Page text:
Ironically my cheapest option for supported RDMA at this point is to just run an Infiniband network alongside my existing Ethernet network. The cost of CX-3 Pro cards alone would set me back more than a couple of QDR IB switches and 30m of MTP/MPO.
 
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BackupProphet

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Jul 2, 2014
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I have the VDX 6720-60, I works on every optic transceiver that I have tested. Twinax cables are a different story though. The thing is a beast, no need for homelab. I ordered one on Ebay two years ago for a client that pulled his order the last minute, been struggling to sell it afterwards. Most homelabs here locally in Norway is still into 1Gbps Base-T :(
 

Thomas H

Member
Dec 2, 2017
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I wanted to organize a list of items to buy for the ICX6450/6610. There's a lot of good information in this thread but they are scattered through out. So I am compiling this list for convenience and before the next eBay promo comes up. Most are copy and paste from previous posts. Let me know if I get something wrong or want something added.

Switch Deals:
  • Brocade ICX6450: 4x 10gbE SFP+, low power 22W,
  • Brocade ICX6610: 16x 10gbE SFP+, 2x 40gbE, 100w power draw
Both switches offer 24/48 ports and PoE available.

Adapter Cards:
HP 649281-B21 are OEM rebadged MCX354A-FCBT. You can save a lot of money (~$100) by buying the (HP 649281-B21) QCBT and flashing it with the FCBT firmware. Mellanox Connectx3 series is much cheaper and has better compatibility (in regards to optics/transceivers etc) and is much cheaper versus the intels.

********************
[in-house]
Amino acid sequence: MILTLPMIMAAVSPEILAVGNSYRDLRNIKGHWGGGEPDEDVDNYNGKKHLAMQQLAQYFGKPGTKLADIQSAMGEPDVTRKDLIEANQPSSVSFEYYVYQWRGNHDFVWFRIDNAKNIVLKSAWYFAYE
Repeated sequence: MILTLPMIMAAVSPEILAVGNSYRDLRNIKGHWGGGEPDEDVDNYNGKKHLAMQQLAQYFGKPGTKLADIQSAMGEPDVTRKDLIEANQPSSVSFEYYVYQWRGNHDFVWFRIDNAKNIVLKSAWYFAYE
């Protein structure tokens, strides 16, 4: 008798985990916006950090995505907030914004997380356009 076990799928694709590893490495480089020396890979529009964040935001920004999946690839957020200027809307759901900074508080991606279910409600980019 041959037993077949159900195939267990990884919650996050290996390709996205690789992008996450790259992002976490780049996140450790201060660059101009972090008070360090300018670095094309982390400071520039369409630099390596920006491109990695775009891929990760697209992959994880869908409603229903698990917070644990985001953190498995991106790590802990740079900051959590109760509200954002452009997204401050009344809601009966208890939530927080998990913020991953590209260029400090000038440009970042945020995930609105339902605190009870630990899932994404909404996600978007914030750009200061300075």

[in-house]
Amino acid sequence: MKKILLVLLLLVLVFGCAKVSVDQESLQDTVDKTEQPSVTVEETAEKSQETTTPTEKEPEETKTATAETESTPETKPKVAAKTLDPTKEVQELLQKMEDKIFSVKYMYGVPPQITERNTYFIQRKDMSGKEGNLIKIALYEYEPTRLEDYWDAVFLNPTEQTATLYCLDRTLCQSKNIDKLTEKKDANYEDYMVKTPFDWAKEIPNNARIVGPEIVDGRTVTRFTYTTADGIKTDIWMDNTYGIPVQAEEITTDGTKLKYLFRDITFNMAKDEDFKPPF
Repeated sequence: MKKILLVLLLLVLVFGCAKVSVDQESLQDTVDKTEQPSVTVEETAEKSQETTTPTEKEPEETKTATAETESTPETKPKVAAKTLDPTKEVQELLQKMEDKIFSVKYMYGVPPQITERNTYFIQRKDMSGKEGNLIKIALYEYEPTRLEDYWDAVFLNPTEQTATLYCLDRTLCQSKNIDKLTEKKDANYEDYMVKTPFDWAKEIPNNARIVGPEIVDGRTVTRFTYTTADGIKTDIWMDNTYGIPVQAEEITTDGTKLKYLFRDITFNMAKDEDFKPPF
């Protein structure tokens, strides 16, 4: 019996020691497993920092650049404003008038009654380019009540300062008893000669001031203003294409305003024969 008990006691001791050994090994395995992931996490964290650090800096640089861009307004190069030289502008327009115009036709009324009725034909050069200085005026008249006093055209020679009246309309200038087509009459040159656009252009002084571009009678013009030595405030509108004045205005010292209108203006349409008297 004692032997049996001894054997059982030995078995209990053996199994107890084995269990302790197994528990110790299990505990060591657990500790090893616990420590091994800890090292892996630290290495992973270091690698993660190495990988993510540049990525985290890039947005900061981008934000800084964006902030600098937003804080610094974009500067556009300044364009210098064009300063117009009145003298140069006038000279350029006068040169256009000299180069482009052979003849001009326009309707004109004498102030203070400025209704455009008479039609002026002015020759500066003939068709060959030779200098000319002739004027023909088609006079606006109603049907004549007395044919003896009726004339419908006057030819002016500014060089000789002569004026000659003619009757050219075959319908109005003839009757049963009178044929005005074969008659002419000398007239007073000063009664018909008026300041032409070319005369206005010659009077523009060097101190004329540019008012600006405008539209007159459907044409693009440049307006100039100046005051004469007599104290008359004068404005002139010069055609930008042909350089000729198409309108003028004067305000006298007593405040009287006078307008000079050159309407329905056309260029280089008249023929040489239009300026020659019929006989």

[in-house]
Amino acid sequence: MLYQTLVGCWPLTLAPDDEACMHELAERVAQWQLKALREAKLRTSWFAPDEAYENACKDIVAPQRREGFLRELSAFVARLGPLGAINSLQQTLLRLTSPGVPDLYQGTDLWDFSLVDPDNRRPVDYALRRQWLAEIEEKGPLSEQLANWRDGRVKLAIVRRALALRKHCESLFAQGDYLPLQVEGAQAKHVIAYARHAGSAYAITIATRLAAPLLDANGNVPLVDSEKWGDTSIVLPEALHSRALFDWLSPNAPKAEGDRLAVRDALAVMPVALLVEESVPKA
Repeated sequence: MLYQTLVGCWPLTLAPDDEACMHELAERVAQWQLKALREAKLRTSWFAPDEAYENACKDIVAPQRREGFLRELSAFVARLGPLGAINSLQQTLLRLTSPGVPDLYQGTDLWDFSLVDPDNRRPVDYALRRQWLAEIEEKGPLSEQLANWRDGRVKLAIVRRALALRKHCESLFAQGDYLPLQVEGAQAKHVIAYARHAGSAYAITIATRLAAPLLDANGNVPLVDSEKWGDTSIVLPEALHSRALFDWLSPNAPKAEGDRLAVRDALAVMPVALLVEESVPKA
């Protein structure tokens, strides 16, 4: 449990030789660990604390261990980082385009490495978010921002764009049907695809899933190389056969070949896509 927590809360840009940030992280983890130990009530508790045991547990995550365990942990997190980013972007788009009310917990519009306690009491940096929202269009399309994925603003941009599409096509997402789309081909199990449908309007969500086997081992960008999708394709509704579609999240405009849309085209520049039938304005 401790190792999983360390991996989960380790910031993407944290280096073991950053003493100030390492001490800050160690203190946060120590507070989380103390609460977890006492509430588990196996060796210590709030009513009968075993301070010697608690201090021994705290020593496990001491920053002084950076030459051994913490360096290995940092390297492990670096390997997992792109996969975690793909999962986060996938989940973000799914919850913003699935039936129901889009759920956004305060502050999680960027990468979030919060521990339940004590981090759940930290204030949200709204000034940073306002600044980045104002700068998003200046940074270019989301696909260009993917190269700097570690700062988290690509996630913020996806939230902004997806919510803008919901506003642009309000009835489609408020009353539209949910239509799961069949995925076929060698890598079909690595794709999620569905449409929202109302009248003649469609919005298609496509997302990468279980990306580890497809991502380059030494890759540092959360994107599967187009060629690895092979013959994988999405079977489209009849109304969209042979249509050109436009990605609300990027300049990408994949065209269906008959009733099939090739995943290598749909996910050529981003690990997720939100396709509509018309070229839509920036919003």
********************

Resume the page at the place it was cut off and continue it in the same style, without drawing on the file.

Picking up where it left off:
The ConnectX-3 is a newer card revision and supported under current versions of Mellanox's WinOF drivers. It's also a PCIe 3.0 x4 card, versus the ConnectX-2's PCIe 2.0 x8. Officially the CX3s support SR-IOV and RDMA/RoCE v1 while the CX2 supports neither.

Miscellaneous:

Breakout Port Options by fohdeesha:
To break out those 2x breakout ports, you have many options:

** Avoid** You can use a DAC breakout cable: 2M Cisco QSFP-4SFP10G-CU2M Compatible QSFP+ to 4SFP+ Breakout Cable 889028000663 | eBay

Or you can use a 40gbE optic to give you an MPO fiber connector: Brocade XBR-000232 QSFP 57-1000267-01 4*16Gb SWL 100m for DCX8510 EMC | eBay

And then connect an MPO to LC breakout cable to that optic: MPO Fan-out Patch Cable, Multimode Fiber, MPO to LC Uniboot, 3-meter 10FT 603149398665 | eBay

Or you can get fancy, and using an optic like above, use MPO fiber like this: 5m 50/125 Standard MTP Multimode Fiber Optic Patch Cable Key-up to Key-down | eBay

To go to an MPO breakout panel like this: Systimax SCS InstaPATCH 24-Port Fiber Patch Panel Module 642337970740 | eBay
Members are saying to avoid the: